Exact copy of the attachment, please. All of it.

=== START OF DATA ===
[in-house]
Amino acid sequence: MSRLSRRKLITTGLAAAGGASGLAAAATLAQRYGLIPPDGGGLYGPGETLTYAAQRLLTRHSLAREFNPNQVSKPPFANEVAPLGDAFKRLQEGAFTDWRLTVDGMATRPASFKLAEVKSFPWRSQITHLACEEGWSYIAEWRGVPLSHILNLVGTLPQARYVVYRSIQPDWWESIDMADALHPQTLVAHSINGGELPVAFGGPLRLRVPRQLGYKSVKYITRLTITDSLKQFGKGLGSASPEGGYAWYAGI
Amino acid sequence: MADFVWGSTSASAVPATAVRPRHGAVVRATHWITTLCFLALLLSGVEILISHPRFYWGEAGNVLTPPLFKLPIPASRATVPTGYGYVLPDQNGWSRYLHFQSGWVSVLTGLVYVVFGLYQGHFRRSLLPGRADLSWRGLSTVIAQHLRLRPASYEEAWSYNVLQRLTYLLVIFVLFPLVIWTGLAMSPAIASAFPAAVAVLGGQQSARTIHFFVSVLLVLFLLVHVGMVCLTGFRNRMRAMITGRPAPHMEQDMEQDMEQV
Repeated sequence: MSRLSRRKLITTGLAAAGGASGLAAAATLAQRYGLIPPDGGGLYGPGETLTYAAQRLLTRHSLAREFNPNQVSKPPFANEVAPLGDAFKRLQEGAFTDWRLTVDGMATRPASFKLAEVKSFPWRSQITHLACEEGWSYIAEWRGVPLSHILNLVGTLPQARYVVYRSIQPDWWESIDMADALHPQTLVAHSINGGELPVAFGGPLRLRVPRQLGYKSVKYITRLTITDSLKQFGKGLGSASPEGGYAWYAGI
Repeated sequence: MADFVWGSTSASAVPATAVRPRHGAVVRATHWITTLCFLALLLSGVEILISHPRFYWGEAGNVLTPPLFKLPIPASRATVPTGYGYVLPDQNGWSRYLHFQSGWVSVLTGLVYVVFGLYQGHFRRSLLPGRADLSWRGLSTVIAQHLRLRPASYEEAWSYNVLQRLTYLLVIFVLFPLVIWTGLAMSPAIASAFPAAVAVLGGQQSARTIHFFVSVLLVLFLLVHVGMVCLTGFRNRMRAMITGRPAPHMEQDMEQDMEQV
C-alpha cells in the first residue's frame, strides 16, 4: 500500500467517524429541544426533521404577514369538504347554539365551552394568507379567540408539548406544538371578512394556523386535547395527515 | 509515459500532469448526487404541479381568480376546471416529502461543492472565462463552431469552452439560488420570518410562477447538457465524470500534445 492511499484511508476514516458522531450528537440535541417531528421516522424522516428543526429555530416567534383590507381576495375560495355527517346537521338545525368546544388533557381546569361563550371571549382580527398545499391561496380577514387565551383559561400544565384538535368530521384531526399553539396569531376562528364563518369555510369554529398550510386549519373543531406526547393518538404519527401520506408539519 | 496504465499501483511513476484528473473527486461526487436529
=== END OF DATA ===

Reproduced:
[in-house]
Amino acid sequence: MSRLSRRKLITTGLAAAGGASGLAAAATLAQRYGLIPPDGGGLYGPGETLTYAAQRLLTRHSLAREFNPNQVSKPPFANEVAPLGDAFKRLQEGAFTDWRLTVDGMATRPASFKLAEVKSFPWRSQITHLACEEGWSYIAEWRGVPLSHILNLVGTLPQARYVVYRSIQPDWWESIDMADALHPQTLVAHSINGGELPVAFGGPLRLRVPRQLGYKSVKYITRLTITDSLKQFGKGLGSASPEGGYAWYAGI
Amino acid sequence: MADFVWGSTSASAVPATAVRPRHGAVVRATHWITTLCFLALLLSGVEILISHPRFYWGEAGNVLTPPLFKLPIPASRATVPTGYGYVLPDQNGWSRYLHFQSGWVSVLTGLVYVVFGLYQGHFRRSLLPGRADLSWRGLSTVIAQHLRLRPASYEEAWSYNVLQRLTYLLVIFVLFPLVIWTGLAMSPAIASAFPAAVAVLGGQQSARTIHFFVSVLLVLFLLVHVGMVCLTGFRNRMRAMITGRPAPHMEQDMEQDMEQV
Repeated sequence: MSRLSRRKLITTGLAAAGGASGLAAAATLAQRYGLIPPDGGGLYGPGETLTYAAQRLLTRHSLAREFNPNQVSKPPFANEVAPLGDAFKRLQEGAFTDWRLTVDGMATRPASFKLAEVKSFPWRSQITHLACEEGWSYIAEWRGVPLSHILNLVGTLPQARYVVYRSIQPDWWESIDMADALHPQTLVAHSINGGELPVAFGGPLRLRVPRQLGYKSVKYITRLTITDSLKQFGKGLGSASPEGGYAWYAGI
Repeated sequence: MADFVWGSTSASAVPATAVRPRHGAVVRATHWITTLCFLALLLSGVEILISHPRFYWGEAGNVLTPPLFKLPIPASRATVPTGYGYVLPDQNGWSRYLHFQSGWVSVLTGLVYVVFGLYQGHFRRSLLPGRADLSWRGLSTVIAQHLRLRPASYEEAWSYNVLQRLTYLLVIFVLFPLVIWTGLAMSPAIASAFPAAVAVLGGQQSARTIHFFVSVLLVLFLLVHVGMVCLTGFRNRMRAMITGRPAPHMEQDMEQDMEQV
C-alpha cells in the first residue's frame, strides 16, 4: 500500500467517524429541544426533521404577514369538504347554539365551552394568507379567540408539548406544538371578512394556523386535547395527515 | 509515459500532469448526487404541479381568480376546471416529502461543492472565462463552431469552452439560488420570518410562477447538457465524470500534445 492511499484511508476514516458522531450528537440535541417531528421516522424522516428543526429555530416567534383590507381576495375560495355527517346537521338545525368546544388533557381546569361563550371571549382580527398545499391561496380577514387565551383559561400544565384538535368530521384531526399553539396569531376562528364563518369555510369554529398550510386549519373543531406526547393518538404519527401520506408539519 | 496504465499501483511513476484528473473527486461526487436529